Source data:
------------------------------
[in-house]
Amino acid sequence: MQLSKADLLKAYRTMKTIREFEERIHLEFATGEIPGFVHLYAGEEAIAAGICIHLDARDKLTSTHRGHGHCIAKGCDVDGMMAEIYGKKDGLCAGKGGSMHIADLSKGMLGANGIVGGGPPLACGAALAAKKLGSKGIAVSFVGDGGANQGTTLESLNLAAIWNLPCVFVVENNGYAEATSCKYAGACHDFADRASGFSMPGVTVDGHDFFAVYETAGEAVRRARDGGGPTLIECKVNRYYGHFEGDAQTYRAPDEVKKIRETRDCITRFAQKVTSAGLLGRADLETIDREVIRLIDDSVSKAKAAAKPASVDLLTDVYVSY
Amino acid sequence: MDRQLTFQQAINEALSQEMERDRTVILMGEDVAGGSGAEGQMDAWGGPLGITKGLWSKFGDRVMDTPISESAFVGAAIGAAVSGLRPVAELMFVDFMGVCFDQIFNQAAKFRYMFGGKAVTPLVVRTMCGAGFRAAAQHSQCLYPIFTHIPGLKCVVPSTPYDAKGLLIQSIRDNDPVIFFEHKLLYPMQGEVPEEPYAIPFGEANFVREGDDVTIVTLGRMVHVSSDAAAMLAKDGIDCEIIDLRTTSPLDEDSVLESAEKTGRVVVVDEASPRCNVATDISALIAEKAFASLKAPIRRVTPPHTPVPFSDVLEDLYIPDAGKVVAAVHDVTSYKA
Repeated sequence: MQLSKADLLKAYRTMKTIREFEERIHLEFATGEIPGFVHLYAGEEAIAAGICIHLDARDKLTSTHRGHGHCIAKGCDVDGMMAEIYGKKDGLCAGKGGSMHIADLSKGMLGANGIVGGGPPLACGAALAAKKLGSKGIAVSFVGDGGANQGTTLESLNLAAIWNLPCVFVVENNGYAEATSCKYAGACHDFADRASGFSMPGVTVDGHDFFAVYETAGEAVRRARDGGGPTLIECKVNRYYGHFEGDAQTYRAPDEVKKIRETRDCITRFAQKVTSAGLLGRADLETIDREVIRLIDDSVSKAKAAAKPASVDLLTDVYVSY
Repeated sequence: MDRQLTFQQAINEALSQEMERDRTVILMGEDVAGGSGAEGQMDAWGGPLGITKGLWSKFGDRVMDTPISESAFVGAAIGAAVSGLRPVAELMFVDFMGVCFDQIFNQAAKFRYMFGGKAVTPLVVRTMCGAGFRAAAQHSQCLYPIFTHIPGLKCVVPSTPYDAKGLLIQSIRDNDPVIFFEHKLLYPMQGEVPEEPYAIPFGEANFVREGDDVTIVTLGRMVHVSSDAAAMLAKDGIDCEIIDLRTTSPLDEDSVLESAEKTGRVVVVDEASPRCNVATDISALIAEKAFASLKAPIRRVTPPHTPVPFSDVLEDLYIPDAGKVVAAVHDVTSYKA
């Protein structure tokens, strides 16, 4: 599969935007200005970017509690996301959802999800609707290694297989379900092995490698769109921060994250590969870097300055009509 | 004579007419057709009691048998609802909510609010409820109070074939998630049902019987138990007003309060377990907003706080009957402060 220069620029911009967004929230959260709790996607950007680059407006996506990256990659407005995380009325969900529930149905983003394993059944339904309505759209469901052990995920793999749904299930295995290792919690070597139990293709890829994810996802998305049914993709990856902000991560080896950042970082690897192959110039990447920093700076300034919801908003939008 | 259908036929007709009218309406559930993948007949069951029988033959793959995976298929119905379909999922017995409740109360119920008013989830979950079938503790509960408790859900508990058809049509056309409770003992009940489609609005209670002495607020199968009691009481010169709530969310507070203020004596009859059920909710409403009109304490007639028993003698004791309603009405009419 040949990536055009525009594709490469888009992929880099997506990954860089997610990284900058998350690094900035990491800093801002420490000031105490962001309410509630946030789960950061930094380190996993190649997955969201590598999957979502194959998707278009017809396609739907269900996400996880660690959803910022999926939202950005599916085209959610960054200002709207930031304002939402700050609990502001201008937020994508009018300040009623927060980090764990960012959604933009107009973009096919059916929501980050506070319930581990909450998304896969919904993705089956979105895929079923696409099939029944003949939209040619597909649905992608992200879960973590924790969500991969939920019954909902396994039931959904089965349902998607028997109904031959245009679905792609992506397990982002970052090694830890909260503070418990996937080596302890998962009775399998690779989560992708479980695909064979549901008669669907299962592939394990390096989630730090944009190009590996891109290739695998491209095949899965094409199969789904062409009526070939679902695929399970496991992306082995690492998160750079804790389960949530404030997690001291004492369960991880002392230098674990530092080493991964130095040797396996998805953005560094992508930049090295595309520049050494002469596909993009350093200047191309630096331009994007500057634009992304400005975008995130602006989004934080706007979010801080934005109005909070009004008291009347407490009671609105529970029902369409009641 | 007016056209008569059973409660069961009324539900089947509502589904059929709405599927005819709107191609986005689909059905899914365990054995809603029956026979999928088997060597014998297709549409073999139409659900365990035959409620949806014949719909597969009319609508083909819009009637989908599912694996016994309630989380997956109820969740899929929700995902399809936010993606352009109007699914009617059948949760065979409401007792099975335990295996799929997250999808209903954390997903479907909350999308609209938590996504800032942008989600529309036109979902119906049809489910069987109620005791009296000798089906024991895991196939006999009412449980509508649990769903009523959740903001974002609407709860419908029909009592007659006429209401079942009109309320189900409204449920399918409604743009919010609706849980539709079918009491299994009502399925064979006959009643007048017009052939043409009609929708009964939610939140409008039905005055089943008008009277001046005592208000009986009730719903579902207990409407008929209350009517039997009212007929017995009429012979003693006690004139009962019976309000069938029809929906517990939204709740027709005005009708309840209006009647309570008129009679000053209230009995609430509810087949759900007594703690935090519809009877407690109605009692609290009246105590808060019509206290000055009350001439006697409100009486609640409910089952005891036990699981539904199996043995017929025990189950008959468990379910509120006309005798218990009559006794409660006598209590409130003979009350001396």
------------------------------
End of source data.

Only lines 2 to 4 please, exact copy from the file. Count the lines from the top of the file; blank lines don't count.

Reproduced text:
Amino acid sequence: MQLSKADLLKAYRTMKTIREFEERIHLEFATGEIPGFVHLYAGEEAIAAGICIHLDARDKLTSTHRGHGHCIAKGCDVDGMMAEIYGKKDGLCAGKGGSMHIADLSKGMLGANGIVGGGPPLACGAALAAKKLGSKGIAVSFVGDGGANQGTTLESLNLAAIWNLPCVFVVENNGYAEATSCKYAGACHDFADRASGFSMPGVTVDGHDFFAVYETAGEAVRRARDGGGPTLIECKVNRYYGHFEGDAQTYRAPDEVKKIRETRDCITRFAQKVTSAGLLGRADLETIDREVIRLIDDSVSKAKAAAKPASVDLLTDVYVSY
Amino acid sequence: MDRQLTFQQAINEALSQEMERDRTVILMGEDVAGGSGAEGQMDAWGGPLGITKGLWSKFGDRVMDTPISESAFVGAAIGAAVSGLRPVAELMFVDFMGVCFDQIFNQAAKFRYMFGGKAVTPLVVRTMCGAGFRAAAQHSQCLYPIFTHIPGLKCVVPSTPYDAKGLLIQSIRDNDPVIFFEHKLLYPMQGEVPEEPYAIPFGEANFVREGDDVTIVTLGRMVHVSSDAAAMLAKDGIDCEIIDLRTTSPLDEDSVLESAEKTGRVVVVDEASPRCNVATDISALIAEKAFASLKAPIRRVTPPHTPVPFSDVLEDLYIPDAGKVVAAVHDVTSYKA
Repeated sequence: MQLSKADLLKAYRTMKTIREFEERIHLEFATGEIPGFVHLYAGEEAIAAGICIHLDARDKLTSTHRGHGHCIAKGCDVDGMMAEIYGKKDGLCAGKGGSMHIADLSKGMLGANGIVGGGPPLACGAALAAKKLGSKGIAVSFVGDGGANQGTTLESLNLAAIWNLPCVFVVENNGYAEATSCKYAGACHDFADRASGFSMPGVTVDGHDFFAVYETAGEAVRRARDGGGPTLIECKVNRYYGHFEGDAQTYRAPDEVKKIRETRDCITRFAQKVTSAGLLGRADLETIDREVIRLIDDSVSKAKAAAKPASVDLLTDVYVSY